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Russian orphans trapped in poverty

The story of Tanya Chernyshova, 23, and her childhood friend Misha Sedov, 26, is typical and exceptional.

Business News Europe 


Julia Reed in Moscow
June 3, 2013

Much has been said about the miserable plight of Russian orphans, especially following the recent ban on all American adoption in Russia in retribution for Congress' so-called "Magnitsky Act", which penalizes some Russian officials on human rights grounds.

After decades of inaction, suddenly the issue has become a political tug-of-war between the state, which is largely against all foreign adoption, and the liberal opposition, which highlights cases of neglect and abuse in Russian orphanages.

Fuel was thrown on this fire in May when a video on YouTube showed a 17-year-old orphan girl whipping younger boys with a belt in an orphanage in the Amursk region in Russia's Far East. The girl (herself an orphan) is facing criminal charges and the director of the orphanage has been sacked.

However, the video only throws into relief the problems of Russia's orphanage system, which are legion. There are other videos of orphan children telling stories of routine sexual and physical abuse, and few doubt that these cases are commonplace.

It has always been a commonly held view in Russia that to be in an orphanage is as bad as being in a Russian prison. According to the General Prosecutor's Office, 40% of orphans end up becoming alcoholics and/or drug addicts, 40% commit a crime and 10% commit suicide. Only a lucky 10% emerge from the orphanage and adapt to the outside world to lead relatively normal lives.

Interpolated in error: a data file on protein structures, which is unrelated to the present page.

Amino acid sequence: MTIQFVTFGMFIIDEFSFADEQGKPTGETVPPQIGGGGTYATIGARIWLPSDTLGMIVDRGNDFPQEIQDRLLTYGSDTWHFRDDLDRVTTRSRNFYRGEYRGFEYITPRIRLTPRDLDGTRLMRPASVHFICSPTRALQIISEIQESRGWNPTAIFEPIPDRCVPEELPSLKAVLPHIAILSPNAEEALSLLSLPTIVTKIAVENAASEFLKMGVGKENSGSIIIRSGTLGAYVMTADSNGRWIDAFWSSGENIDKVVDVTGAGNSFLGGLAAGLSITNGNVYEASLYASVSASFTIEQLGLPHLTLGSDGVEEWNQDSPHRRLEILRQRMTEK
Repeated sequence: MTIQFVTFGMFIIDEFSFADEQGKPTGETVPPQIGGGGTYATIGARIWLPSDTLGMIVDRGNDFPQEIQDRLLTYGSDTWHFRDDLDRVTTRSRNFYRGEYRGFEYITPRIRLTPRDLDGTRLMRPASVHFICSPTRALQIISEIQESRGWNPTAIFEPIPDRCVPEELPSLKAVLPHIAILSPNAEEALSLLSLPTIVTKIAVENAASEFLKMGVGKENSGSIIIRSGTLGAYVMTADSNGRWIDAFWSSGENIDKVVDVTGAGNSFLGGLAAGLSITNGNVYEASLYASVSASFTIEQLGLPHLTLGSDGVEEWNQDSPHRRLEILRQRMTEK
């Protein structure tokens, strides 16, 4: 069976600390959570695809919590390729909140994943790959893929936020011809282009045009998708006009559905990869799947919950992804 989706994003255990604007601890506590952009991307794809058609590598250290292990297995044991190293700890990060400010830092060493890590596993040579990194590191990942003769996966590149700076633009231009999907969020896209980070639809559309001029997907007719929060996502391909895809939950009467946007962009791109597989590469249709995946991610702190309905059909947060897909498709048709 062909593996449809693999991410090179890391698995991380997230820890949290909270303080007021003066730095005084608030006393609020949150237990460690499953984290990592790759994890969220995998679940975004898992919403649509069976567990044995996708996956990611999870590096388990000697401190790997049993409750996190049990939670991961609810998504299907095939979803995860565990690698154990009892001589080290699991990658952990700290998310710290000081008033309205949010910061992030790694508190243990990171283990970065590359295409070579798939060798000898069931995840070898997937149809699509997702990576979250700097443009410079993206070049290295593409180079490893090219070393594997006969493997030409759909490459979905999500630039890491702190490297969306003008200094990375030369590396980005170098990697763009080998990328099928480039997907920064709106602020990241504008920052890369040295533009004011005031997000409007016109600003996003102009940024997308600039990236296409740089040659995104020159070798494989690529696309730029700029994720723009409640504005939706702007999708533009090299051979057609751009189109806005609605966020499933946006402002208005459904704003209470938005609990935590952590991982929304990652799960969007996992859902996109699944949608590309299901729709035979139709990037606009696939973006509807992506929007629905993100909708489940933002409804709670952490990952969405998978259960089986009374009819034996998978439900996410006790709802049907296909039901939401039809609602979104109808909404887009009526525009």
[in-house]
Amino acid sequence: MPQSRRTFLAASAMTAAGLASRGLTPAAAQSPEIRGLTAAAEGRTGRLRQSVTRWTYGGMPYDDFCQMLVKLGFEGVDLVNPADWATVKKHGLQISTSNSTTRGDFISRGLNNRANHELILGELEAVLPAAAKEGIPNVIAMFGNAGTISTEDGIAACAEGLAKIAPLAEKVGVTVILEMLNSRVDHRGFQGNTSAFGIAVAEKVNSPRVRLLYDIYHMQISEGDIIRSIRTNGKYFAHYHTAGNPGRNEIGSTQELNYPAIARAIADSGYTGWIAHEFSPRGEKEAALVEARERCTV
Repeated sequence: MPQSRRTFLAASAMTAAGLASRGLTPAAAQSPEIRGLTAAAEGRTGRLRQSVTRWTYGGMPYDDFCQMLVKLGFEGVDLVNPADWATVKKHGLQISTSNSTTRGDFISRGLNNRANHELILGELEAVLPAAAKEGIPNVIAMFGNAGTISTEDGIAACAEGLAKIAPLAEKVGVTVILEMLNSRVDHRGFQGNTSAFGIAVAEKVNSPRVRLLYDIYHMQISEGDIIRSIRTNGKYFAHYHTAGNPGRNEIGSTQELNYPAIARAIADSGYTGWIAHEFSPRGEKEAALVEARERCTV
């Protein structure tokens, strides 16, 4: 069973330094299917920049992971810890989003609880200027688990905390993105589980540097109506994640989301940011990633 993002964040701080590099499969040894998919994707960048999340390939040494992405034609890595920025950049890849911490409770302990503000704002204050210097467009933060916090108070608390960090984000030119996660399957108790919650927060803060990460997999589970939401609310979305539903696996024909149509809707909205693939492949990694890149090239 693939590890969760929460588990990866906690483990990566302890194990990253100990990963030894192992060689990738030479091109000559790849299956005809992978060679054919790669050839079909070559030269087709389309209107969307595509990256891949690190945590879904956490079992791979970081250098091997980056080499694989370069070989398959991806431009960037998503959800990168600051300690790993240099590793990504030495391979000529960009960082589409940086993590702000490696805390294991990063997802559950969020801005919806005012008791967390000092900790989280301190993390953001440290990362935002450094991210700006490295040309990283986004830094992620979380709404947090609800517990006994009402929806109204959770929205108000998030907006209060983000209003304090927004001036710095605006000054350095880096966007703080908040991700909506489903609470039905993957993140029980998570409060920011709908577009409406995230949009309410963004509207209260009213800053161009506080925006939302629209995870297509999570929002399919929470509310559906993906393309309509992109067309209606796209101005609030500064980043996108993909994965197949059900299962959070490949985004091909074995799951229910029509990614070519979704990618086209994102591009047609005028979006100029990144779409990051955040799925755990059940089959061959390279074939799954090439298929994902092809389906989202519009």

Friends reunited

The story of Tanya Chernyshova, 23, and her childhood friend Misha Sedov, 26, is typical and exceptional.

Chernyshova looks and talks younger than her age. She has pleasant manners, doesn't swear or drink alcohol, has slightly chipped front teeth and just a small lisp. Her friend Sedov, with whom she was in the orphanage, is so small-framed that one would hardly believe he is more than 19 years old.

Both Chernyshova and Sedov were born in Moscow. Sedov never met his parents and still doesn't know anything about them. Chernyshova once overheard that she lived with her parents until she was five and that her alcoholic mother used to hit her head against the radiator. Eventually she fell ill and was taken to hospital by her neighbours, but her parents simply didn't come to collect her after she recovered so she was sent to the orphanage. Eventually, the orphanage was turned into a cadet school and then a boarding school with a military bent, but the orphans remained.